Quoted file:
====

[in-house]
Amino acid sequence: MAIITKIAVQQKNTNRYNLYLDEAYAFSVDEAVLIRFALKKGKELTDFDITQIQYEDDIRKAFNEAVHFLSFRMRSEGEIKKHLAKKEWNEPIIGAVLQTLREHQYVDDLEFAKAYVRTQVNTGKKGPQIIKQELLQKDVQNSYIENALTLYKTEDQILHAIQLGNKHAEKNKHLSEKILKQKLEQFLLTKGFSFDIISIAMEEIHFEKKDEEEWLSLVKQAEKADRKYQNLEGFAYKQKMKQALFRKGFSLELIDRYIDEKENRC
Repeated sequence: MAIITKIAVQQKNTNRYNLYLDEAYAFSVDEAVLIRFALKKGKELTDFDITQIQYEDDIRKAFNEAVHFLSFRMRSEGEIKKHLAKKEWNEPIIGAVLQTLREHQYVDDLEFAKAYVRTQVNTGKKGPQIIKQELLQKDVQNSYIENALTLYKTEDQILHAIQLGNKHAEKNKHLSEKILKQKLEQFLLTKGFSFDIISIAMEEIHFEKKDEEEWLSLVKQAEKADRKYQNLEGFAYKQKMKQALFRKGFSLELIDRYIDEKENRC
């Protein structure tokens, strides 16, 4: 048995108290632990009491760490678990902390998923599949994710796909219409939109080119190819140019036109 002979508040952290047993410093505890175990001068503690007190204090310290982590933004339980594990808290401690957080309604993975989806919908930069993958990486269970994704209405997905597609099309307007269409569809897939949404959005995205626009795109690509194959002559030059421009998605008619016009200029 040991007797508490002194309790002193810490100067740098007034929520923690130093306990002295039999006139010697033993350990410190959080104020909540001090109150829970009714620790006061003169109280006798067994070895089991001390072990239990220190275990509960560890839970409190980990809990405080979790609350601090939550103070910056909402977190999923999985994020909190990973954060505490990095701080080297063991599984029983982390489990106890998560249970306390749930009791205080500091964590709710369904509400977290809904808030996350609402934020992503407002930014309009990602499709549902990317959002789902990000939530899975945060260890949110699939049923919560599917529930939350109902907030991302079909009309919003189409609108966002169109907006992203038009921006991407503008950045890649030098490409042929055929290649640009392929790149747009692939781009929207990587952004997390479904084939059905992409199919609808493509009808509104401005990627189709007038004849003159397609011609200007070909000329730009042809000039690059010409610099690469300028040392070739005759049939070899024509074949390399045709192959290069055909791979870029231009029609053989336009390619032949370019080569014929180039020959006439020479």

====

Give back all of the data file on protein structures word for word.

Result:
[in-house]
Amino acid sequence: MAIITKIAVQQKNTNRYNLYLDEAYAFSVDEAVLIRFALKKGKELTDFDITQIQYEDDIRKAFNEAVHFLSFRMRSEGEIKKHLAKKEWNEPIIGAVLQTLREHQYVDDLEFAKAYVRTQVNTGKKGPQIIKQELLQKDVQNSYIENALTLYKTEDQILHAIQLGNKHAEKNKHLSEKILKQKLEQFLLTKGFSFDIISIAMEEIHFEKKDEEEWLSLVKQAEKADRKYQNLEGFAYKQKMKQALFRKGFSLELIDRYIDEKENRC
Repeated sequence: MAIITKIAVQQKNTNRYNLYLDEAYAFSVDEAVLIRFALKKGKELTDFDITQIQYEDDIRKAFNEAVHFLSFRMRSEGEIKKHLAKKEWNEPIIGAVLQTLREHQYVDDLEFAKAYVRTQVNTGKKGPQIIKQELLQKDVQNSYIENALTLYKTEDQILHAIQLGNKHAEKNKHLSEKILKQKLEQFLLTKGFSFDIISIAMEEIHFEKKDEEEWLSLVKQAEKADRKYQNLEGFAYKQKMKQALFRKGFSLELIDRYIDEKENRC
């Protein structure tokens, strides 16, 4: 048995108290632990009491760490678990902390998923599949994710796909219409939109080119190819140019036109 002979508040952290047993410093505890175990001068503690007190204090310290982590933004339980594990808290401690957080309604993975989806919908930069993958990486269970994704209405997905597609099309307007269409569809897939949404959005995205626009795109690509194959002559030059421009998605008619016009200029 040991007797508490002194309790002193810490100067740098007034929520923690130093306990002295039999006139010697033993350990410190959080104020909540001090109150829970009714620790006061003169109280006798067994070895089991001390072990239990220190275990509960560890839970409190980990809990405080979790609350601090939550103070910056909402977190999923999985994020909190990973954060505490990095701080080297063991599984029983982390489990106890998560249970306390749930009791205080500091964590709710369904509400977290809904808030996350609402934020992503407002930014309009990602499709549902990317959002789902990000939530899975945060260890949110699939049923919560599917529930939350109902907030991302079909009309919003189409609108966002169109907006992203038009921006991407503008950045890649030098490409042929055929290649640009392929790149747009692939781009929207990587952004997390479904084939059905992409199919609808493509009808509104401005990627189709007038004849003159397609011609200007070909000329730009042809000039690059010409610099690469300028040392070739005759049939070899024509074949390399045709192959290069055909791979870029231009029609053989336009390619032949370019080569014929180039020959006439020479």